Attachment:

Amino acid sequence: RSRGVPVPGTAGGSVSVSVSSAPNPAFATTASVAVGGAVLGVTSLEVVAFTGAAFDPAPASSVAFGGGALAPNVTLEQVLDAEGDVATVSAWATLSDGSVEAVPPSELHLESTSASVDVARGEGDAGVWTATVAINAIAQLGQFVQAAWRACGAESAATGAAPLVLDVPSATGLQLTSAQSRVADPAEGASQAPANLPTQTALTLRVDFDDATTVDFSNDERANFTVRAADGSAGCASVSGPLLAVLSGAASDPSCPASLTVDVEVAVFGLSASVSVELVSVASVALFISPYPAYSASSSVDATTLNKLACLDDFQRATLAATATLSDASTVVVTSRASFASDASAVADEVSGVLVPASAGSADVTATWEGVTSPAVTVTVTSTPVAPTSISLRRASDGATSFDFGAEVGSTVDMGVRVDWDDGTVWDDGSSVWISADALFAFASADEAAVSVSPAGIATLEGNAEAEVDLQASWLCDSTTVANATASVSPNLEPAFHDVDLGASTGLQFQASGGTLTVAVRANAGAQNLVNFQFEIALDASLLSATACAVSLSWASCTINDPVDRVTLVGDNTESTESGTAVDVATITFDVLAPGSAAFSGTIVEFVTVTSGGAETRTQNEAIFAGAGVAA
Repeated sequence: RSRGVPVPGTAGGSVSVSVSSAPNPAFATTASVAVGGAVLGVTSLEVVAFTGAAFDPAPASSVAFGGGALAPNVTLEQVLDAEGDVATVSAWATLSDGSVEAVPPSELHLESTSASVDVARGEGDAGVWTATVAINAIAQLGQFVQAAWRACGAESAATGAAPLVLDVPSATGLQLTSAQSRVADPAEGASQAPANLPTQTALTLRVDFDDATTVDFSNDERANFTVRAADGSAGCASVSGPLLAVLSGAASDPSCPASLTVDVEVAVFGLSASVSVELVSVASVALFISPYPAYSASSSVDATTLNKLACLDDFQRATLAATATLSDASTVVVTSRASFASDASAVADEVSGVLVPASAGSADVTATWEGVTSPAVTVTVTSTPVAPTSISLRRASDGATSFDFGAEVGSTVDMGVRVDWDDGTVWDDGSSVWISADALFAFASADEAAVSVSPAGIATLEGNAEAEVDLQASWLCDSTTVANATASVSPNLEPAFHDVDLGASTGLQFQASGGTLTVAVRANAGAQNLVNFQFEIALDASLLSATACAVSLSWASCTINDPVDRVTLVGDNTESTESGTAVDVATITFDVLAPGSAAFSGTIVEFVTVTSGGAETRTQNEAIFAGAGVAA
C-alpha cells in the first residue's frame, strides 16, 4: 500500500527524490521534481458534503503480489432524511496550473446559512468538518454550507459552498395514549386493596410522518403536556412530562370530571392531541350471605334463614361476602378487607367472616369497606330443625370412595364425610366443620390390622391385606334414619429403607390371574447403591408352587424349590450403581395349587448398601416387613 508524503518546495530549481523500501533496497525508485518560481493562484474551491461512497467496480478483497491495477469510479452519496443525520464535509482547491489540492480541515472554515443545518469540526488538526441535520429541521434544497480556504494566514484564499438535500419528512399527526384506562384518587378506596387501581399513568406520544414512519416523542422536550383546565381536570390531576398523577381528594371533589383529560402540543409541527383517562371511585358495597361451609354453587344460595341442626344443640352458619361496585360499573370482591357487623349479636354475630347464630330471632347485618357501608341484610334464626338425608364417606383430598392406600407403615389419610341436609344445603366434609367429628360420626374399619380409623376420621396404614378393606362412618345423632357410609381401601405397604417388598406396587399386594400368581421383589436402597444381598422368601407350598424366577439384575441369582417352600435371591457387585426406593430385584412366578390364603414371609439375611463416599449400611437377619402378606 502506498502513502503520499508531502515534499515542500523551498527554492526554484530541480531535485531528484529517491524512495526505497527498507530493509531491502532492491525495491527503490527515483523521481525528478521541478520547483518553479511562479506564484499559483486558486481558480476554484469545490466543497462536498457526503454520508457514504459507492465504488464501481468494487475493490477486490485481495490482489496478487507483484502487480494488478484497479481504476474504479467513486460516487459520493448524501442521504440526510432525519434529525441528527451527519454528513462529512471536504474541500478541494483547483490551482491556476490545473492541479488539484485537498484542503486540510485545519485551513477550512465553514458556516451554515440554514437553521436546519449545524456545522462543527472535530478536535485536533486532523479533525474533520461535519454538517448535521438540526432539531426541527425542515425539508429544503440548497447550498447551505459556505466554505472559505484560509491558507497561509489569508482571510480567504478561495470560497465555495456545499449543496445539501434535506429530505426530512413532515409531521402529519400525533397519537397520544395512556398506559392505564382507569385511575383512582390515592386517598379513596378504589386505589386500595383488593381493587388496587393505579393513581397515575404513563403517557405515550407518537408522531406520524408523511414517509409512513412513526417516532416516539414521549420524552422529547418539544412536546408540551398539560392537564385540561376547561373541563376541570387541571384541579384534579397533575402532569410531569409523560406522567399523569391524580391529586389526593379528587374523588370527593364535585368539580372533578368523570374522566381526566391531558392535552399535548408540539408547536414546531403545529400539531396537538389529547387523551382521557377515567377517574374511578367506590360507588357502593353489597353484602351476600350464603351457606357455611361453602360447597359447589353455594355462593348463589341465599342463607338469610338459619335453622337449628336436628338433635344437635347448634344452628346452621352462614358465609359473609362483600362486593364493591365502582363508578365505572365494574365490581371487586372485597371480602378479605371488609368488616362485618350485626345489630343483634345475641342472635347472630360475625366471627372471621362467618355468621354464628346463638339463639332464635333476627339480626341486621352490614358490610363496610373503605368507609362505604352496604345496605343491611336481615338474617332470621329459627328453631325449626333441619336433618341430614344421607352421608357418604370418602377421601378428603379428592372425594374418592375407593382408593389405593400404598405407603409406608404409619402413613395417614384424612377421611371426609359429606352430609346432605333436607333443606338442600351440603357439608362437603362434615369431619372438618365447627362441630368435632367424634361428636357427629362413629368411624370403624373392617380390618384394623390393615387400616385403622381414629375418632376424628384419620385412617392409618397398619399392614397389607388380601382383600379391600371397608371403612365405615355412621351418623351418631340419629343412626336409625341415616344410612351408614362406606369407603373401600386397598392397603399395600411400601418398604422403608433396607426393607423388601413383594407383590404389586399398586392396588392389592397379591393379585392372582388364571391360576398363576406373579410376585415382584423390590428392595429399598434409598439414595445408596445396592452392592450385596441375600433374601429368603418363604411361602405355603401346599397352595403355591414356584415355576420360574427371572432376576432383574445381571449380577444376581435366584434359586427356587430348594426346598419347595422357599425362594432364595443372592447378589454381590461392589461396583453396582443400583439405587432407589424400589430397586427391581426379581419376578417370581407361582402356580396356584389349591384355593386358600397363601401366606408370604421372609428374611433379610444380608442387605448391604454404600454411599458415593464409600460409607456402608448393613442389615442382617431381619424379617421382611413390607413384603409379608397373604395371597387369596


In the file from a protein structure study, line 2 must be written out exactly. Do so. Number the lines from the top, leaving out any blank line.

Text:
Repeated sequence: RSRGVPVPGTAGGSVSVSVSSAPNPAFATTASVAVGGAVLGVTSLEVVAFTGAAFDPAPASSVAFGGGALAPNVTLEQVLDAEGDVATVSAWATLSDGSVEAVPPSELHLESTSASVDVARGEGDAGVWTATVAINAIAQLGQFVQAAWRACGAESAATGAAPLVLDVPSATGLQLTSAQSRVADPAEGASQAPANLPTQTALTLRVDFDDATTVDFSNDERANFTVRAADGSAGCASVSGPLLAVLSGAASDPSCPASLTVDVEVAVFGLSASVSVELVSVASVALFISPYPAYSASSSVDATTLNKLACLDDFQRATLAATATLSDASTVVVTSRASFASDASAVADEVSGVLVPASAGSADVTATWEGVTSPAVTVTVTSTPVAPTSISLRRASDGATSFDFGAEVGSTVDMGVRVDWDDGTVWDDGSSVWISADALFAFASADEAAVSVSPAGIATLEGNAEAEVDLQASWLCDSTTVANATASVSPNLEPAFHDVDLGASTGLQFQASGGTLTVAVRANAGAQNLVNFQFEIALDASLLSATACAVSLSWASCTINDPVDRVTLVGDNTESTESGTAVDVATITFDVLAPGSAAFSGTIVEFVTVTSGGAETRTQNEAIFAGAGVAA